Applications are now closed for 2022 #
The initial group of Rust Foundation Fellows was announced in June 2022. Details of the awards can be found here.
The Rust Foundation is currently fundraising for the 2023 Fellowship Program. If you are interested in supporting future Fellowship cohorts, then we would love you to get in touch!
Purpose of award:To help support and reward those individuals who, through their voluntary work, have helped make Rust what it is today, and who are key to its future success.
Award amount: A stipend of $1,000 per month plus a travel and training budget.
Application window: 1st April to 30th April 2022.
Selection decisions: By end of May 2022.
Applicants informed of the outcome: 8th June 2022.
Formal start of the Fellowship program: 1st July 2022.
The Rust Foundation Fellowship is a package of support for current and potential maintainers of the Rust Project. It is designed to financially support individuals to have freedom in directing their own work on the Project over a one-year period, and to provide those individuals with complementary resources such as training, networking and event attendance. The objective of these fellowships is to help support and reward those individuals who, through their voluntary work, have helped make Rust what it is today, and who are key to its future success.
Rust Foundation Fellows (RFFs) will be members of the Rust community to whom the Rust Foundation will award a stipend of $1,000 a month, for 12 months. There will be two different kinds of RFFs:
- Fellows: these are experienced and active members of the Rust community, who may already be members of project teams. They will have the skills and experience to work largely independently without additional support from the project teams. It is anticipated that the majority of the first cohort of RFFs will be Fellows.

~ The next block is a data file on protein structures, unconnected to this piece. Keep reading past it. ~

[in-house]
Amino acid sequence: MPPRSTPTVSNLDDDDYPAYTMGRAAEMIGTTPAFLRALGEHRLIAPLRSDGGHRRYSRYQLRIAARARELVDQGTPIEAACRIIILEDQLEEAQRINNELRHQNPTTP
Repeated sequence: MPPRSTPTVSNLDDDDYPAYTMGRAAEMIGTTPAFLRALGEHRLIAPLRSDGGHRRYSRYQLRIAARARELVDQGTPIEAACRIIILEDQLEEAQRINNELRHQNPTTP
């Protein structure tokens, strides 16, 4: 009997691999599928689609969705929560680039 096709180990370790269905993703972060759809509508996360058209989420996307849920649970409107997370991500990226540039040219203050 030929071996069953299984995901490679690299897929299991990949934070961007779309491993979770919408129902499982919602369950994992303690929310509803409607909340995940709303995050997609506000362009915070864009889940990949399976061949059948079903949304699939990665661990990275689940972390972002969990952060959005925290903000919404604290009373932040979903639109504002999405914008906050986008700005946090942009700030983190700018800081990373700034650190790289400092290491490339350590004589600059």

- Associate Fellows: these are members of the community who have Rust programming experience, but less (or no) experience with the Rust project. Associate Fellows should be keen to develop their skills with a view to becoming active members of a project team, working group, or other maintainer role in the future. It is anticipated that 4-6 members of the first cohort of RFFs will be Associate Fellows, depending upon the capacity of the project teams to provide mentorship support.
The aim of the RFF grants is (a) to provide support to volunteers who are already contributing to the community, and (b) to enable people who have Rust experience to develop their ability to contribute to the community. We are not expecting RFFs to spend 20 more hours a month supporting the community, rather to reward them for the time they are already contributing to help improve their work-life balance and reduce the risk of burnout.
In addition to the monthly stipend each RFF will have a travel allowance of up to $2,000 for their fellowship year to enable them to attend RustConf or another similar Rust event. Furthermore, we will spend up to $2,000 on training and skills development for each fellow. We will work with successful applicants to identify their training needs, and fund the courses and coaching that will be most beneficial to them.